But does he now support gay marriage? Does anyone now support gay marriage who didn't before as a result? Probably not.
I don't know if Eich now supports gay marriage. You'd have to ask him. But to suggest that somehow exposing bigotry such as his doesn't promote a more tolerant society is ludicrous.

You should check the polls on this issue and see which way the numbers have been moving in the last few years. The bigots are losing.

Quote:
In fact, there's quite possibly more people now who resent the "gay mafia" for hitting Eich. That's the part that's counterproductive.
Yes, your completely manufactured theory of negative consequences would be counterproductive.

You let us know just as soon as that happens in any meaningful way.

Quote:
I haven't suggested anything of the sort. My point has been that this consequence is not productive as a means to achieve a more tolerant society.
Again, you should check to see which way the polls are moving on this issue.
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Old 5th April 2014, 08:40 AM   #136
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Originally Posted by Grizzly Adams View Post
So the motivation is spite. Got it.
Not necessarily; although it must be said that "spite" is a 100% valid and morally permissible personal reason for not giving someone your business.


Originally Posted by Grizzly Adams View Post
Don't you think there's a middle ground between gay marriage opponents and proponents? People on the fence? I don't see this tactic as bringing people down on our side of the fence. I see it as being more likely to push people to the other side.
There's likely a middle ground; but I suspect that it's rather small and consists mostly of people who are apathetic rather than undecided about the issue. But no, I don't see why this incident would be more likely to bring people off the fence on any particular side. Certainly not reasonable individuals - "Eich was compelled to resign over his position on gay marriage, therefore gay marriage is wrong/right" is a non sequitur.
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Old 5th April 2014, 08:44 AM   #137
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And by the way, conservative groups do this thing all the time:

http://www.dumpstarbucks.com/

http://dumpgeneralmills.com/

http://action.afa.net/Detail.aspx?id=2147501669

http://onemillionmoms.com/issues/gap...%27-billboard/

http://onemillionmoms.com/issues/mac...end-customers/

http://onemillionmoms.com/issues/avo...ather%27s-day/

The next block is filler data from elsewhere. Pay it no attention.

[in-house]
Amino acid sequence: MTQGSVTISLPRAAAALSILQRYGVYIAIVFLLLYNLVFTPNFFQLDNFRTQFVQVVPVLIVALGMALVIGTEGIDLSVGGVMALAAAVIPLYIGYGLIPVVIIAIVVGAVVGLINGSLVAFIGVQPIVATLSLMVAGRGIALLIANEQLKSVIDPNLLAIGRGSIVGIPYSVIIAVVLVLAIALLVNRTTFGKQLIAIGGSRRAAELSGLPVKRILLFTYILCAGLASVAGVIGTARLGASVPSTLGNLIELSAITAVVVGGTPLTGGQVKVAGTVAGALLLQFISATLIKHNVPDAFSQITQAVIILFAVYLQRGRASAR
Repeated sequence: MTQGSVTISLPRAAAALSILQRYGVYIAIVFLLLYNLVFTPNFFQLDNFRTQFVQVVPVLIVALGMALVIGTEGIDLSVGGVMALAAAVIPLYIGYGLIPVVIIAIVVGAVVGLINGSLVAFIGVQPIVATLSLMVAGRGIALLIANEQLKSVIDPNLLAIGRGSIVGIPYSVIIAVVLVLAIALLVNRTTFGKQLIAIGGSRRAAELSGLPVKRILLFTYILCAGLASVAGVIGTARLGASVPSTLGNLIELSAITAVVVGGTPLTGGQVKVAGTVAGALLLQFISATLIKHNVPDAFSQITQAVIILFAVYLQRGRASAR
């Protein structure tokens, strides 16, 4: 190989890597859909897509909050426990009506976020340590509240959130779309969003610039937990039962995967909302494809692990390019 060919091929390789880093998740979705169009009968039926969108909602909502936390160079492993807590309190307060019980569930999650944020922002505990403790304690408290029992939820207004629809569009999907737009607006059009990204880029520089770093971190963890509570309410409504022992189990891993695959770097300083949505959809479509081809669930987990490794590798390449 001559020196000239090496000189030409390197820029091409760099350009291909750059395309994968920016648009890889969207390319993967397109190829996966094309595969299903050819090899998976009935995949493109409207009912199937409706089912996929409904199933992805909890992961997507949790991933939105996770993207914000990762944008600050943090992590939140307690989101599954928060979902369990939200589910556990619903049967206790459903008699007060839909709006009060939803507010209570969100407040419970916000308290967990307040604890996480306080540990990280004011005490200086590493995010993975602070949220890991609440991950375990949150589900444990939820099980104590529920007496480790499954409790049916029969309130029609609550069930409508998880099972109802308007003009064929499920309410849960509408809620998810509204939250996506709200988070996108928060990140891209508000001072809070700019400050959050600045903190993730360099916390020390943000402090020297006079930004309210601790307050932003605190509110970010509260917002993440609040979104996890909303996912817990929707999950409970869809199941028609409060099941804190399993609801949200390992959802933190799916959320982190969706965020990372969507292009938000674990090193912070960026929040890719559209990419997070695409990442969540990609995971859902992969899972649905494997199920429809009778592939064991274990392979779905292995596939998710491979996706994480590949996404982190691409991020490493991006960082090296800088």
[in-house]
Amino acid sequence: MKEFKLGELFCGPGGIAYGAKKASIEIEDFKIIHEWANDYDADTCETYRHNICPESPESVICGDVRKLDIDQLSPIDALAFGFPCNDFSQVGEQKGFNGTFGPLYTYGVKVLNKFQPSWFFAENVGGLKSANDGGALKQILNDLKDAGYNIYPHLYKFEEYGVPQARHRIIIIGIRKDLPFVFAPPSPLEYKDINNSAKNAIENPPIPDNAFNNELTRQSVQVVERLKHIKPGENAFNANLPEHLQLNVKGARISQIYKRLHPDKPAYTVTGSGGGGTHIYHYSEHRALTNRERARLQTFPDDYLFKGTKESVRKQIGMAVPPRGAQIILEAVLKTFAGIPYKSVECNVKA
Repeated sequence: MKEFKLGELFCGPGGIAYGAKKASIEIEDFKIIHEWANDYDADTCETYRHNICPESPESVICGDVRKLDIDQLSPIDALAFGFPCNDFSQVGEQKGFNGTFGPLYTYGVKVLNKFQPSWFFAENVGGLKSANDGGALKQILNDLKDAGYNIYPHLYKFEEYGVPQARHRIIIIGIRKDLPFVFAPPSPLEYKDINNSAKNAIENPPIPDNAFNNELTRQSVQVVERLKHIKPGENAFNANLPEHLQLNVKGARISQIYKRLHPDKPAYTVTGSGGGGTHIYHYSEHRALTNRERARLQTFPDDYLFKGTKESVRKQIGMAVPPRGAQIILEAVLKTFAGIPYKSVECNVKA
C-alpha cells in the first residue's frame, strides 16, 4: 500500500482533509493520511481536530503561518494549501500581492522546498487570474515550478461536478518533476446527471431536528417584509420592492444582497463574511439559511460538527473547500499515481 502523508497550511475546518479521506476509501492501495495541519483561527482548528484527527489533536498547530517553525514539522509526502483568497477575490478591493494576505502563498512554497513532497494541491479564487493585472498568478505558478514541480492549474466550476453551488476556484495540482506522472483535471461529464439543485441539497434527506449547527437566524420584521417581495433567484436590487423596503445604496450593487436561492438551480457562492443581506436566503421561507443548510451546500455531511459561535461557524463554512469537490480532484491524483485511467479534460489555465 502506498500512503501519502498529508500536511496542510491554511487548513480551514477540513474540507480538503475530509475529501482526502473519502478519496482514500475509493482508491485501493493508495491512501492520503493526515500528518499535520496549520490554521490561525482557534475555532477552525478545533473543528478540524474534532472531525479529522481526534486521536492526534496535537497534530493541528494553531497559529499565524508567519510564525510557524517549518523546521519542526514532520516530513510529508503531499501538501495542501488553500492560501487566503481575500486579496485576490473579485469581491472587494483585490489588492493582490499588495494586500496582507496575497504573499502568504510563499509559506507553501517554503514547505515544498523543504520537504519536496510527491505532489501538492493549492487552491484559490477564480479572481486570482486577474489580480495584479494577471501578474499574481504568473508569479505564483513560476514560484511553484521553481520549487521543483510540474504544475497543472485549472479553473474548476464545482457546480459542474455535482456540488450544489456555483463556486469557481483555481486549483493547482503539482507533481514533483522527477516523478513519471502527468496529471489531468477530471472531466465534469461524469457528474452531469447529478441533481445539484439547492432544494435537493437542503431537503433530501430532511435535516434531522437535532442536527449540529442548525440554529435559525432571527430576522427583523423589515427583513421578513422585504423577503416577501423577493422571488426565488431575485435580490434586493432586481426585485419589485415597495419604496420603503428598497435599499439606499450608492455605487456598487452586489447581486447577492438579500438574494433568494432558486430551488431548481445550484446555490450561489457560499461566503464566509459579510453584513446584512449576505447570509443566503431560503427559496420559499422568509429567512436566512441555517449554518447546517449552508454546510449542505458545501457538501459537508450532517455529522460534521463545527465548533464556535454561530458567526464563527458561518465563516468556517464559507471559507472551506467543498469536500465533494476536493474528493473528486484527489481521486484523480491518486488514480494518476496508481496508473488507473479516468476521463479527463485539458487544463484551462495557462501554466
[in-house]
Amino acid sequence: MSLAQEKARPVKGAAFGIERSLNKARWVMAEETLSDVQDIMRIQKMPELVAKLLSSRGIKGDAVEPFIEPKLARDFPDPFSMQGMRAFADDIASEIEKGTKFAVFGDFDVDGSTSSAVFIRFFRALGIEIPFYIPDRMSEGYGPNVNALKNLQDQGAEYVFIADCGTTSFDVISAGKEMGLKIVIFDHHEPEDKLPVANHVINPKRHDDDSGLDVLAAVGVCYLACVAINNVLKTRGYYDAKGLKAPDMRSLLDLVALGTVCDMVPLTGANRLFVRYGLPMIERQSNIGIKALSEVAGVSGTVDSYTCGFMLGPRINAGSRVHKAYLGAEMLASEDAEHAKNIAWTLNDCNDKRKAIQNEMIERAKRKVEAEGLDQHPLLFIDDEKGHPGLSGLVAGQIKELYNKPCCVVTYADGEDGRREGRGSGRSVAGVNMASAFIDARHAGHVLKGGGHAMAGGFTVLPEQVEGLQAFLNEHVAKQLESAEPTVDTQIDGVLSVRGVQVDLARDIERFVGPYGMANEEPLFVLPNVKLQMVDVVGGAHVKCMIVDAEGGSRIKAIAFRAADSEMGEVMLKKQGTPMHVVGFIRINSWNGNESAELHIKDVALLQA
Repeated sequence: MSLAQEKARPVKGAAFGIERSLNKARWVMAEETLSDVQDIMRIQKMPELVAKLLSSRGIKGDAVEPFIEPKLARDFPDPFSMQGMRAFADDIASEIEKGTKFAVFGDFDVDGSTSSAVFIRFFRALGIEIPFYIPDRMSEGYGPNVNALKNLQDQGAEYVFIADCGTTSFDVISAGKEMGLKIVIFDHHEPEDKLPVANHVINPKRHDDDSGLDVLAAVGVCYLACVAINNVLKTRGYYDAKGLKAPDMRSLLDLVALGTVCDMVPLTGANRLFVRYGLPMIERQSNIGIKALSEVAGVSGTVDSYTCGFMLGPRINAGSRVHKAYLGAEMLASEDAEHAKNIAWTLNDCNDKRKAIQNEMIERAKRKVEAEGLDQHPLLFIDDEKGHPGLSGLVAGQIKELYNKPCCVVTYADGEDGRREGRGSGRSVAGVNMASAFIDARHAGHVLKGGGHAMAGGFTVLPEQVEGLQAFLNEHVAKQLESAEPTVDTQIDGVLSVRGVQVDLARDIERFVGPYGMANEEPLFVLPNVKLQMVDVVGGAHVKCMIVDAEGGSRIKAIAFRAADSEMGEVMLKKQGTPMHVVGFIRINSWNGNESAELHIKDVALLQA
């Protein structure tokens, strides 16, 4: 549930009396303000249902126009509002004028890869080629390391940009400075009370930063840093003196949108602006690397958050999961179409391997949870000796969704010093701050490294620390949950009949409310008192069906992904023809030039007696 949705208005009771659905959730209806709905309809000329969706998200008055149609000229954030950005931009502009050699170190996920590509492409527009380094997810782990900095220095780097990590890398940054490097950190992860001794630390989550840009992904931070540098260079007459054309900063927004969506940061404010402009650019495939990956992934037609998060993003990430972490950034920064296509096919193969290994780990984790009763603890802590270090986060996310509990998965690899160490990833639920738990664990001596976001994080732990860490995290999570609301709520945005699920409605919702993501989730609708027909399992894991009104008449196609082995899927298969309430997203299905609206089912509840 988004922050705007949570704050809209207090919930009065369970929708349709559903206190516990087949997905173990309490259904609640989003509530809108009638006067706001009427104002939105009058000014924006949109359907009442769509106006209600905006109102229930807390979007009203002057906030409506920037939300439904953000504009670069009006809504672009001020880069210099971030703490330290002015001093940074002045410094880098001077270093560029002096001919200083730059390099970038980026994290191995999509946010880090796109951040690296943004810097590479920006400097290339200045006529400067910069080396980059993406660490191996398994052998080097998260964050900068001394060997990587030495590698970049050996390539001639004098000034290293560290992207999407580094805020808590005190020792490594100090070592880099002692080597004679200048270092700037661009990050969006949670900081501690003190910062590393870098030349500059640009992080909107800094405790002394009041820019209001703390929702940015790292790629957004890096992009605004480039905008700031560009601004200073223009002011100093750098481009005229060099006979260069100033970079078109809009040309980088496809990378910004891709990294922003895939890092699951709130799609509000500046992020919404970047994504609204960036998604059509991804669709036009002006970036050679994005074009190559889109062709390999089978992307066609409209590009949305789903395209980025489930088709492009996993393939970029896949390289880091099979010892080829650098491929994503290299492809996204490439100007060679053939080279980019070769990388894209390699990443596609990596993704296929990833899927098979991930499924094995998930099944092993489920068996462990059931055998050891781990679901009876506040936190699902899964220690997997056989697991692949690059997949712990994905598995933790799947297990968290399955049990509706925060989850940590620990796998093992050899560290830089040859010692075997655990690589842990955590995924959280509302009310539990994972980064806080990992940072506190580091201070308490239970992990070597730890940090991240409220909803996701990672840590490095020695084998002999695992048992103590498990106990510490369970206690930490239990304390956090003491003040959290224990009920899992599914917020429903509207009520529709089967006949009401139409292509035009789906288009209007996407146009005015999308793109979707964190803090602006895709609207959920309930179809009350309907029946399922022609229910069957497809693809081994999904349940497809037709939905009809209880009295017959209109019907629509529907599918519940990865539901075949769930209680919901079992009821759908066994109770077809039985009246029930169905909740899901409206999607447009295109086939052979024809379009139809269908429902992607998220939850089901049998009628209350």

I'm sure the people in this thread criticizing the Mozilla boycott can point to numerous posts they have made on this forum decrying these other boycotts, because they are totally not hypocritical closet homophobes.
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Old 5th April 2014, 08:59 AM   #138
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I'm still trying to get this straight,
As a person whose opinion actually counts, because he is in a position to actually cause things to happen, it is OK to oppose something and deny rights to a certain class of individual by voting to a law to that effect.
As an individual who merely holds an opinion, and has no power to change anything directly, it is absolutely not OK, and is possibly criminal, to contribute money to anyone or any group who might actually have the power to deny those rights to that self-same class of individuals.
The first class of person can be forgiven if he's outwardly sorry about it later. The second can never be forgiven.
Do I have it right?
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Old 5th April 2014, 08:59 AM   #139
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Originally Posted by Cain View Post
I guess you have no idea how a company works. Not even a CEO can capriciously hire and fire people. Hiring and firing is not typically her primary role.
However, it's commonplace for the attitudes of a CEO to permeate a company.

If I were a LGBT Mozilla employee, I'd have a big problem working for a CEO/bigot who actively attempted to take away my rights, and I would want that person canned. Does that seem reasonable?
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Old 5th April 2014, 09:04 AM   #140
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Originally Posted by ravdin View Post
Strange that Barack Obama also opposed gay marriage back in 2008 and it didn't stop him from becoming elected president. I strongly disagreed with that position then and still do now, but I wouldn't go so far as to suggest that Obama should resign over it. The crusade of political correctness can be oddly selective.
He didn't exactly campaign for prop 8 though. If this guy was privately against gay marriage it would be different from donating money to fight It.